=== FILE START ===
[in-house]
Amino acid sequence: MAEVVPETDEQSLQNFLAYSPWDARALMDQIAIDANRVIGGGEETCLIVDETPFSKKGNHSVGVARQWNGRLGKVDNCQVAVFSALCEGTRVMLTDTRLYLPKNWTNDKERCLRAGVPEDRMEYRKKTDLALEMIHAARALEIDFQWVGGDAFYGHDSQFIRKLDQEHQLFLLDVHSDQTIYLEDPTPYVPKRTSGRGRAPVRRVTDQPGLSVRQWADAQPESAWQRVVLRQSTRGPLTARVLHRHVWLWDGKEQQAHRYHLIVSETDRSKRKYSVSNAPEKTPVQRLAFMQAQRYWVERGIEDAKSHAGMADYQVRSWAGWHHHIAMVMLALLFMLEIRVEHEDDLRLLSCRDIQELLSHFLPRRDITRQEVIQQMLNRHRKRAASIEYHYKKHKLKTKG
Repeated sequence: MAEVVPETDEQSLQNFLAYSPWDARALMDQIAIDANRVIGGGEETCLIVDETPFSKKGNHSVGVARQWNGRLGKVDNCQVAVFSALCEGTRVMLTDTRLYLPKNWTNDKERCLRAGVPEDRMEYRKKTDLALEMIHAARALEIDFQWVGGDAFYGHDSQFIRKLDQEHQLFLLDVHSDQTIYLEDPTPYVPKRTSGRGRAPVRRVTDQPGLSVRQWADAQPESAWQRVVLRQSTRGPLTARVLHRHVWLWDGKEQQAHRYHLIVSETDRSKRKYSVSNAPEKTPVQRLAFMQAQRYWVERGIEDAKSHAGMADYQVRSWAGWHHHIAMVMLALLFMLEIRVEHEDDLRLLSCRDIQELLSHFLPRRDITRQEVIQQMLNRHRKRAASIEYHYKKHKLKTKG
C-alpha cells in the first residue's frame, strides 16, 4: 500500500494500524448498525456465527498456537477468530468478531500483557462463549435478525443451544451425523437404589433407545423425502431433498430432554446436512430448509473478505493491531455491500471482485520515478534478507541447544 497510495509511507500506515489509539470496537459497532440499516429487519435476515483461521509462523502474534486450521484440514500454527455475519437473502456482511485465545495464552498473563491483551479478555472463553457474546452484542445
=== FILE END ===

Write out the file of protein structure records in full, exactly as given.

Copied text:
[in-house]
Amino acid sequence: MAEVVPETDEQSLQNFLAYSPWDARALMDQIAIDANRVIGGGEETCLIVDETPFSKKGNHSVGVARQWNGRLGKVDNCQVAVFSALCEGTRVMLTDTRLYLPKNWTNDKERCLRAGVPEDRMEYRKKTDLALEMIHAARALEIDFQWVGGDAFYGHDSQFIRKLDQEHQLFLLDVHSDQTIYLEDPTPYVPKRTSGRGRAPVRRVTDQPGLSVRQWADAQPESAWQRVVLRQSTRGPLTARVLHRHVWLWDGKEQQAHRYHLIVSETDRSKRKYSVSNAPEKTPVQRLAFMQAQRYWVERGIEDAKSHAGMADYQVRSWAGWHHHIAMVMLALLFMLEIRVEHEDDLRLLSCRDIQELLSHFLPRRDITRQEVIQQMLNRHRKRAASIEYHYKKHKLKTKG
Repeated sequence: MAEVVPETDEQSLQNFLAYSPWDARALMDQIAIDANRVIGGGEETCLIVDETPFSKKGNHSVGVARQWNGRLGKVDNCQVAVFSALCEGTRVMLTDTRLYLPKNWTNDKERCLRAGVPEDRMEYRKKTDLALEMIHAARALEIDFQWVGGDAFYGHDSQFIRKLDQEHQLFLLDVHSDQTIYLEDPTPYVPKRTSGRGRAPVRRVTDQPGLSVRQWADAQPESAWQRVVLRQSTRGPLTARVLHRHVWLWDGKEQQAHRYHLIVSETDRSKRKYSVSNAPEKTPVQRLAFMQAQRYWVERGIEDAKSHAGMADYQVRSWAGWHHHIAMVMLALLFMLEIRVEHEDDLRLLSCRDIQELLSHFLPRRDITRQEVIQQMLNRHRKRAASIEYHYKKHKLKTKG
C-alpha cells in the first residue's frame, strides 16, 4: 500500500494500524448498525456465527498456537477468530468478531500483557462463549435478525443451544451425523437404589433407545423425502431433498430432554446436512430448509473478505493491531455491500471482485520515478534478507541447544 497510495509511507500506515489509539470496537459497532440499516429487519435476515483461521509462523502474534486450521484440514500454527455475519437473502456482511485465545495464552498473563491483551479478555472463553457474546452484542445